Treating people well and making them feel like they’re important to you (you do feel that way, right?) is part of being a whole-human business owner.

Entrepreneurship isn’t doesn’t have to be a class hierarchy.

Having a bigger email address or fancier website doesn’t put you on a higher level of business ownership.

Doing creative work doesn’t put you on a higher rung on the ladder than doing admin work does.

Working one-to-many instead of one-to-one doesn’t mean you’ve made it any more than someone else has.

And yet, I see the persistence of familiar class structures throughout the entrepreneurial community.

As Kate Strathmann explained on What Works, business owners often see success as moving out of the labor class and into the asset-owning class. We go from service providers to idea capitalists. From maintenance workers to brand bosses.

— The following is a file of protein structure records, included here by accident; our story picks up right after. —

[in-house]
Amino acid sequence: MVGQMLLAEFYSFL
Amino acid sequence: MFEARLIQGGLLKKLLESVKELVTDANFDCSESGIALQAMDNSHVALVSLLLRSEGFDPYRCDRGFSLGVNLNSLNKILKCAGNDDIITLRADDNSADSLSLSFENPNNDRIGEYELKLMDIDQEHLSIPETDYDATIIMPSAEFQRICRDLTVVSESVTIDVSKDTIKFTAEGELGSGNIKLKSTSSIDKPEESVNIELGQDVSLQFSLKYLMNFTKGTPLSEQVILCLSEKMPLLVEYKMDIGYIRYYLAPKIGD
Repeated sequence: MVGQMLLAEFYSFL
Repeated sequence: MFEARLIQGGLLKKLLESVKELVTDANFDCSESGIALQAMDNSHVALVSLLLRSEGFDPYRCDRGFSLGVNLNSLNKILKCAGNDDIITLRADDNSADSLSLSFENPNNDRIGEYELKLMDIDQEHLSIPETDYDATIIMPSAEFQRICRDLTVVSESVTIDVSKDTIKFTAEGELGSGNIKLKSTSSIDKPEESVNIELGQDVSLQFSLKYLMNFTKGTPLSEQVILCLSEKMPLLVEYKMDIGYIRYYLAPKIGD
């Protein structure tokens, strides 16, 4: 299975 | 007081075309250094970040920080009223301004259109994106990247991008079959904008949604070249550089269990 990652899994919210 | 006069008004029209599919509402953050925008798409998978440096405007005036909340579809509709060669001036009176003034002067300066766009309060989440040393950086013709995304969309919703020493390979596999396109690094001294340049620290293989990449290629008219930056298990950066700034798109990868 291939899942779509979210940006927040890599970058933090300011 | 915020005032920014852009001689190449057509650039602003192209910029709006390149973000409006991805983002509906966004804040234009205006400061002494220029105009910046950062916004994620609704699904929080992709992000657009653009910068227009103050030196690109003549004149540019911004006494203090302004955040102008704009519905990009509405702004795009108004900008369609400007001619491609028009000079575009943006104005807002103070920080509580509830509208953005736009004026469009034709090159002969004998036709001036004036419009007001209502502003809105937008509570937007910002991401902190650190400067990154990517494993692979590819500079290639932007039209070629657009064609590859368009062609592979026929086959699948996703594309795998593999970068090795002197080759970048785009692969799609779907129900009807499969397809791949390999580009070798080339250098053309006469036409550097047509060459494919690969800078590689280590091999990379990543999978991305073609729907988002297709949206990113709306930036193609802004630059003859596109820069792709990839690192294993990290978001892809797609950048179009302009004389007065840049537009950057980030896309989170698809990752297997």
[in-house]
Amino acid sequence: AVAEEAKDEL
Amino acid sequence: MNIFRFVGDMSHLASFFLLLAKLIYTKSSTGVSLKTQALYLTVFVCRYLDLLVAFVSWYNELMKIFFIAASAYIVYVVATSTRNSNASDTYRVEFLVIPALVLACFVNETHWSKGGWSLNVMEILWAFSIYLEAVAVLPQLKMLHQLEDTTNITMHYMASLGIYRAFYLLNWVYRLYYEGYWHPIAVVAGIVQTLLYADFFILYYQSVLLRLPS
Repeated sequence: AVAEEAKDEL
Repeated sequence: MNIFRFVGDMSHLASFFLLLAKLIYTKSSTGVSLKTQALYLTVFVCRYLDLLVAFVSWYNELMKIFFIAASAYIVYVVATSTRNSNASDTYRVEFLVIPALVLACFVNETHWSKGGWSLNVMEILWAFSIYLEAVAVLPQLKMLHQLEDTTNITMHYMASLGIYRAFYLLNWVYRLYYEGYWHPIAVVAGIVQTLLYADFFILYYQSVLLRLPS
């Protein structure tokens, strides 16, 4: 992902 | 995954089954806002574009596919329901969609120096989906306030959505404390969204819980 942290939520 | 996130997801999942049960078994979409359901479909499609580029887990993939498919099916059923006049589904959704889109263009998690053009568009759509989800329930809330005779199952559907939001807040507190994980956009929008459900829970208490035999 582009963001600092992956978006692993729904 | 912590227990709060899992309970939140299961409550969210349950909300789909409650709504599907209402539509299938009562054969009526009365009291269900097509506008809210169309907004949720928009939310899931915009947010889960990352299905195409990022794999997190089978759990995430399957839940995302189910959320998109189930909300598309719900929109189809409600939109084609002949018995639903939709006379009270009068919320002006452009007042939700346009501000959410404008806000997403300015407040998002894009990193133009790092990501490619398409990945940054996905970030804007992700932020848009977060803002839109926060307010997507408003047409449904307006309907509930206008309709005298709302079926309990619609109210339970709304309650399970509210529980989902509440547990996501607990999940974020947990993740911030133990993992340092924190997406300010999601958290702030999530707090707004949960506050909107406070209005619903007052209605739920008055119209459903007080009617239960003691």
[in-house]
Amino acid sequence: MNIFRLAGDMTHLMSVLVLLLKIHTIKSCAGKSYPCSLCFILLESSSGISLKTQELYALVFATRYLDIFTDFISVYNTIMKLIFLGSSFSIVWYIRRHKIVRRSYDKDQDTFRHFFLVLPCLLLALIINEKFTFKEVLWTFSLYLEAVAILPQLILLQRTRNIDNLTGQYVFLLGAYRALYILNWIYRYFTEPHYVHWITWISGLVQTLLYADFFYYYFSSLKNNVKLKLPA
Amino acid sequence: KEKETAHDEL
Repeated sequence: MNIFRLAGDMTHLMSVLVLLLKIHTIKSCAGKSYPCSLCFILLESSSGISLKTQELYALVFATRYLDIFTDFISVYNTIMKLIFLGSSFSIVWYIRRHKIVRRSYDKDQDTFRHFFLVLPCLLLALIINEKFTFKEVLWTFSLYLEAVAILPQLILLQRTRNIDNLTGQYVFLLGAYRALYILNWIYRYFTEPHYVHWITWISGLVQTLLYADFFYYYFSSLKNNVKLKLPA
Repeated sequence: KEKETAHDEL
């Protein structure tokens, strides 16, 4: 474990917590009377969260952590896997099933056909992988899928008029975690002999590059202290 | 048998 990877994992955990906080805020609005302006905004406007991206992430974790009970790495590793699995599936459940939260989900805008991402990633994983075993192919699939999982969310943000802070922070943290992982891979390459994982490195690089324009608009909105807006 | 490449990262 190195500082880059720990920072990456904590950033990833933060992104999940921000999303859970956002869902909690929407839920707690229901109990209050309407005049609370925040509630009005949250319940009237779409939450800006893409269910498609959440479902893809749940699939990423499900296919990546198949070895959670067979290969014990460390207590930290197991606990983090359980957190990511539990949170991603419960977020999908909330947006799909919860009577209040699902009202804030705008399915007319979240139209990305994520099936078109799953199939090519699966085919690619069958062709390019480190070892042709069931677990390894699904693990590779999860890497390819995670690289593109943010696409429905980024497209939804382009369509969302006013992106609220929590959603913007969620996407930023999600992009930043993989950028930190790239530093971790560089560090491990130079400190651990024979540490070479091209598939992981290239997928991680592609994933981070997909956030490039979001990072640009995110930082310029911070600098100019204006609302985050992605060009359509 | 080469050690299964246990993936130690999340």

But not only does this perception create the conditions for devaluing other people’s work, it creates the conditions for devaluing our own work and even the tacit permission to let many necessary tasks go undone.

We come up with all sorts of excuses for devaluing the care work that goes into our businesses.

We say, “I need to stay in my zone of genius,” or “I need to spend my time on the most valuable work.”

While certainly not the only reason for administrative and operational avoidance, if you believe that there’s always something “more important” to do than the basic tasks that keep the business running, you’re much less likely to do them or support the people who are.

To that end, I’ve found that creating structures that allow me to focus on maintenance work for my business gives me an opportunity to really appreciate the value of that work. And that ripples out to the other people who do that work with me, too.